Victims of campus sexual assault can pursue disciplinary action through their college and the local authorities. That said, survivors who choose to seek justice for their assaults must navigate an emotionally taxing and often time-consuming process.
Completing this lengthy process while balancing academics can be challenging. Additionally, some survivors may have been enrolled in classes with their attackers. In this case, they may need to adjust their course schedule, unless their school provides support by requiring the assailant to do so.
Other students may share social circles with their assailants, which could force them to keep their distance from friends — especially if the assailant is, as is common, given the benefit of the doubt during proceedings.
Societal beliefs that stigmatize sexual assault victims are an unfortunately common part of campus culture at many schools.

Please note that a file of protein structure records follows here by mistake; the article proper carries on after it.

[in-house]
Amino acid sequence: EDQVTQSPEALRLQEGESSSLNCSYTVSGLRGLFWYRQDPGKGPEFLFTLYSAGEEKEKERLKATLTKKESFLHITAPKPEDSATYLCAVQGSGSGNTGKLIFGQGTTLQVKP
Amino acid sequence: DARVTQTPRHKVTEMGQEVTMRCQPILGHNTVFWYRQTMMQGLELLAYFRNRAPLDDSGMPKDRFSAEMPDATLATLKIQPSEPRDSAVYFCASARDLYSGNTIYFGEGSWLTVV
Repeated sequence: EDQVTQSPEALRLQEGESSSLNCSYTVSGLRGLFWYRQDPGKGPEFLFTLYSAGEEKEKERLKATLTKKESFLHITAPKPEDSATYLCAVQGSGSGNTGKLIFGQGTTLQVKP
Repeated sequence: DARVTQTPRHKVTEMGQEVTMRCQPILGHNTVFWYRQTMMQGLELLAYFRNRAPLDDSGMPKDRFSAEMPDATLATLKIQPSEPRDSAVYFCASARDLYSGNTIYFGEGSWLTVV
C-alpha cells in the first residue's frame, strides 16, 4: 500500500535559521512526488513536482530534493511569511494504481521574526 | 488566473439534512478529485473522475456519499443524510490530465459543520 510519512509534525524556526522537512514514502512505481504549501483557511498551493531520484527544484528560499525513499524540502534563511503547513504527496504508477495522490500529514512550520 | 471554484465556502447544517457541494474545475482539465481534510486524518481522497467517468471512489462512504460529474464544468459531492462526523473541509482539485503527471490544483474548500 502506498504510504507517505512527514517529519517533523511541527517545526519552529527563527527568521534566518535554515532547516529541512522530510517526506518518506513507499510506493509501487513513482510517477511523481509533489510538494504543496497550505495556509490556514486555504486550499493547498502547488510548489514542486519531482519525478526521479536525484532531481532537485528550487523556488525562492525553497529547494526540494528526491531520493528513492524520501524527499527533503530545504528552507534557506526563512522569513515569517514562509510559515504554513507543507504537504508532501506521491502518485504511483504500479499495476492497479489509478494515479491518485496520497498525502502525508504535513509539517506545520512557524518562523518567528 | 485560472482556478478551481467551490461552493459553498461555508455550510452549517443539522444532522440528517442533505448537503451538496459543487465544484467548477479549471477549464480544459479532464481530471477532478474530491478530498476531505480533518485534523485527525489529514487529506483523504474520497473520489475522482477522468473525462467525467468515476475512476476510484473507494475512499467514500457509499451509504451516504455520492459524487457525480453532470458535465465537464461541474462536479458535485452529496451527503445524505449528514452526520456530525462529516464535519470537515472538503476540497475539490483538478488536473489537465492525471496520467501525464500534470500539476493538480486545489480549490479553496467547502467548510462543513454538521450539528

Tendencies to Underreport the Crime
According to RAINN, most college-age victims do not report sexual violence on campus. This is especially the case for college-age women. Only about 20% of female college students report sexual assaults to authorities.
The reasons college women may decide not to report assaults include embarrassment and fear the crime will happen again.
Like women, male victims report sexual assault at low rates, potentially due to shame, humiliation, or the stigma surrounding men being vulnerable.
In a majority of sexual assault cases, the perpetrator is either a family member, an acquaintance, or someone the victim knows. Just 19.5% of rape cases are committed by a stranger.